Social protection and the Venezuelan migration in Latin America and the Caribbean in the context of COVID-19

Social security
Poverty - Inequality - Aid Effectiveness

This article  was previously published in the International Policy Centre for Inclusive Growth One Pager Nr. 471, on May 10, 2021.

The COVID-19 pandemic represents an enormous challenge for all countries due to its public health consequences and socioeconomic effects on families. In this difficult context, the Latin America and the Caribbean region is facing the largest displacement in its recent history, with approximately 4.2 million Venezuelans now living in Argentina, Brazil, Chile, Colombia, Ecuador, Guyana, Peru, Panama and Trinidad and Tobago. This migrant1 population faces various risks, whether linked to the migration process or their migratory status, or others that were aggravated by the health emergency. Their extreme vulnerability to the socioeconomic impacts of the measures adopted in response to COVID-19, given their overrepresentation in the informal sector of the economy, coupled with their low inclusion in social protection mechanisms, profoundly jeopardises their welfare and compromises public health as well as the overall well-being of local populations. Although virtually all countries have adopted at least one social protection measure in response to the pandemic, as of October 2020 there were few instances of government programmes that include the Venezuelan population.

A report developed by the IPC-IG, UNICEF LACRO and WFP (2021) presents an analysis of the inclusion of the Venezuelan migrant population in social protection as part of the response to the pandemic emergency in nine countries in Latin America and the Caribbean. The document assesses the specific risks and vulnerabilities inherent to the migrant condition, highlights the main national and international normative frameworks that recognise their rights and analyses the effective access of migrants to social protection systems both prior to the pandemic and during the COVID-19 emergency.

The review highlighted key factors such as prior inclusion in regular programmes, legal or documentation barriers and political economy components common to the different contexts. Overall, the analysis notes that regular migration status is an essential condition for access to rights and especially to social protection. All of these factors influence the inclusion or exclusion of the migrant population in the social protection response to the pandemic.

One of the main strategies in response to COVID-19 consists of the creation of temporary cash transfer programmes that reached populations traditionally excluded from social protection (for example, informal or economically vulnerable self-employed workers). In the nine countries studied, the inclusion of the migrant population in this type of programme varied, with some countries, such as Ecuador or Peru, explicitly excluding migrants (both regular and undocumented). Even in countries which covered migrants in their response options, as in Argentina and Colombia, additional requirements, such as a minimum period of residence or being registered in the social registry of beneficiaries, led to the exclusion of many Venezuelan families.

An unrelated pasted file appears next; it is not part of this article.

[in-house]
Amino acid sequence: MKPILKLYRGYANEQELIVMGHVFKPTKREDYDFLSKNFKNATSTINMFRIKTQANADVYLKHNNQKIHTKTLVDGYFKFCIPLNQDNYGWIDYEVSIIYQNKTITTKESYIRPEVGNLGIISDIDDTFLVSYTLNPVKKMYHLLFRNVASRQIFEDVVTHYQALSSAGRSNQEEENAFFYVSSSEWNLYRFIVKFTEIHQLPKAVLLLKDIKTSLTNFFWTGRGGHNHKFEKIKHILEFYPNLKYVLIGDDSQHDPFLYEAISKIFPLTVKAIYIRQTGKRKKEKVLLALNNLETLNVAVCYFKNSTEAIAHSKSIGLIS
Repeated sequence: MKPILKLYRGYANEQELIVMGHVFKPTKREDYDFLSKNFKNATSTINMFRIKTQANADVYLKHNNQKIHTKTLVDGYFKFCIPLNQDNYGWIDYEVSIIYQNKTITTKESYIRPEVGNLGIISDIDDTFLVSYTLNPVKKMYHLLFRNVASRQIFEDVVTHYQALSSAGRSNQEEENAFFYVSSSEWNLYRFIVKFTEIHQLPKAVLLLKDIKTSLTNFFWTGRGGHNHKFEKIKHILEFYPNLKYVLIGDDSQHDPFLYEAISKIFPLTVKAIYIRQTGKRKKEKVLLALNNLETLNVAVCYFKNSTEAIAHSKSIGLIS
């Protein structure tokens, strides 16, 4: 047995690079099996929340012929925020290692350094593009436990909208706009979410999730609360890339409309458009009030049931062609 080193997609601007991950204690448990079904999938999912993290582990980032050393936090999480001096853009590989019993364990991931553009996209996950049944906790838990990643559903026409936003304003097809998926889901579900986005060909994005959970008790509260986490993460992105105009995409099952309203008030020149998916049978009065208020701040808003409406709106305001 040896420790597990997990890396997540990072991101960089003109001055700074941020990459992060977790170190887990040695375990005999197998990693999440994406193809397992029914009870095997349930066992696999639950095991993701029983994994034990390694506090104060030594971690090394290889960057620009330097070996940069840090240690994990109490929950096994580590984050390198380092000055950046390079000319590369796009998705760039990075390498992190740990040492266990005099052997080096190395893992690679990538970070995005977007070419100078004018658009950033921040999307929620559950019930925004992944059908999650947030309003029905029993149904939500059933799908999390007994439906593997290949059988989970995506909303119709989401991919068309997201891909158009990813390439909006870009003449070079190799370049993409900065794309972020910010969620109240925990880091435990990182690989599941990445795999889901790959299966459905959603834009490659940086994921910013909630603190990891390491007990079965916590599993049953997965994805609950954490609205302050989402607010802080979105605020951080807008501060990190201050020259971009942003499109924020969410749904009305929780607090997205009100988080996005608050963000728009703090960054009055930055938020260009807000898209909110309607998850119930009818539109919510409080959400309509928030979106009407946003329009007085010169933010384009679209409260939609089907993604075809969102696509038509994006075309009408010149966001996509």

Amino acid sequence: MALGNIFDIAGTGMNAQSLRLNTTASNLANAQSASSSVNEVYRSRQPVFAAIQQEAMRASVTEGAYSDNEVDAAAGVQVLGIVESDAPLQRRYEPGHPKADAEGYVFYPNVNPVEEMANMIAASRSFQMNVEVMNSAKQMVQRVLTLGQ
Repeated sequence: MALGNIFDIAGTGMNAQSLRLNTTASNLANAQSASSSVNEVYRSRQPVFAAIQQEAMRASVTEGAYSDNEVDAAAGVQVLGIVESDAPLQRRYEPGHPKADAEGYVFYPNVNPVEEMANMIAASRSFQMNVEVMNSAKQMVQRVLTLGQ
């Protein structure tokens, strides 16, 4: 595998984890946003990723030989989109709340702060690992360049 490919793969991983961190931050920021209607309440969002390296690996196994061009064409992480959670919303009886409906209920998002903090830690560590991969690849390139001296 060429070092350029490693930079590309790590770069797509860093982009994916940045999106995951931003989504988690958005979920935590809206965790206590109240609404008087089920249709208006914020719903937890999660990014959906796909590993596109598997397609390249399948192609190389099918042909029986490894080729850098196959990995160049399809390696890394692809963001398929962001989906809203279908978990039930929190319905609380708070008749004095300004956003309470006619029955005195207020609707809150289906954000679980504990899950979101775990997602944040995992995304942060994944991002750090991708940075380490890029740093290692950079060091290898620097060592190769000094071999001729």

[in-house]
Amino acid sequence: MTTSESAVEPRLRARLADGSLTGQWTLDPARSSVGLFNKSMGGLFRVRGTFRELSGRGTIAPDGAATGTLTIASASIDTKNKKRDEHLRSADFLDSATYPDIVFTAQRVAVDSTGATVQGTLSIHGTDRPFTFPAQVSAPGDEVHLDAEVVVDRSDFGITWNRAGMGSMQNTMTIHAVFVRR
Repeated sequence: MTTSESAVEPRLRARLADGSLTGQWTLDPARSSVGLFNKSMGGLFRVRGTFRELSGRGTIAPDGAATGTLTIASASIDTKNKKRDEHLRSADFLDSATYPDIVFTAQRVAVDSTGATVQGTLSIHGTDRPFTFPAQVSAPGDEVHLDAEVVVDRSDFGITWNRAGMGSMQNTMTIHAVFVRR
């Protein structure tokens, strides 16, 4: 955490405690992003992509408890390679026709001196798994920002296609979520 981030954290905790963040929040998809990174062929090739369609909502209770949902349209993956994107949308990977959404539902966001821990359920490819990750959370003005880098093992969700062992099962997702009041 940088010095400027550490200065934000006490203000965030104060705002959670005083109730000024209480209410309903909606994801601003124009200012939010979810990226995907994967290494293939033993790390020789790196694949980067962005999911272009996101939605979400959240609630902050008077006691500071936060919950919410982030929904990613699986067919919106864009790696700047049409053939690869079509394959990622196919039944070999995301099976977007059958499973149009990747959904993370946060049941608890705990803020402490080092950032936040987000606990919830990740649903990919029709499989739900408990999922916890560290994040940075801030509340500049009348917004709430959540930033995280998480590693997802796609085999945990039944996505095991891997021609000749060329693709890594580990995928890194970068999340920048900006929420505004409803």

In contrast, Brazil has allowed the migrant population to access emergency social protection programmes through the Emergency Grant (Auxílio Emergencial). The current crisis also demonstrated the potential complementary role of humanitarian assistance and international cooperation with national social protection systems, as well as the the importance of harmonising criteria and assistance mechanisms (as seen in the cases of Colombia and Guyana).

The response also recognised the migratory measures adopted to facilitate the regularisation and documentation of the migrant population, which is a key condition for access to social protection programmes and a gateway to the realisation of other rights. In the face of restrictions on movement and even full confinement, host countries offered protection mechanisms, alternatives for the provision of migration services, extension of permits and residency, and elimination of fees.

Finally, to move towards a medium- and long-term solution, countries must continue to develop strategies for the integration of the migrant population into their social protection systems. These should be built on broad political and social consensus and, given the limited nature of fiscal space, taking into account the gaps in care and protection still faced by the countries’ own populations. The report thus aims to contribute to the literature with recent information about access of the Venezuelan migrant population to the main social protection programmes of host countries in the context of the COVID-19 pandemic, as well as to inform the decision-making process of the actors working in the field of social protection.


IPC-IG, UNICEF LACRO and WFP. 2021. Social protection and Venezuelan migration in Latin America and the Caribbean in the context of COVID-19. Research Report No. 58. Brasilia and Panama City: International Policy Centre for Inclusive Growth (IPC-IG), United Nations Development Programme and the United Nations Children’s Fund—Regional Office for Latin America and the Caribbean, and World Food Programme (WFP).


1. The term ‘migrants’ comprises regular migrants, undocumented migrants, asylum seekers, refugees and migrants in transit

Share this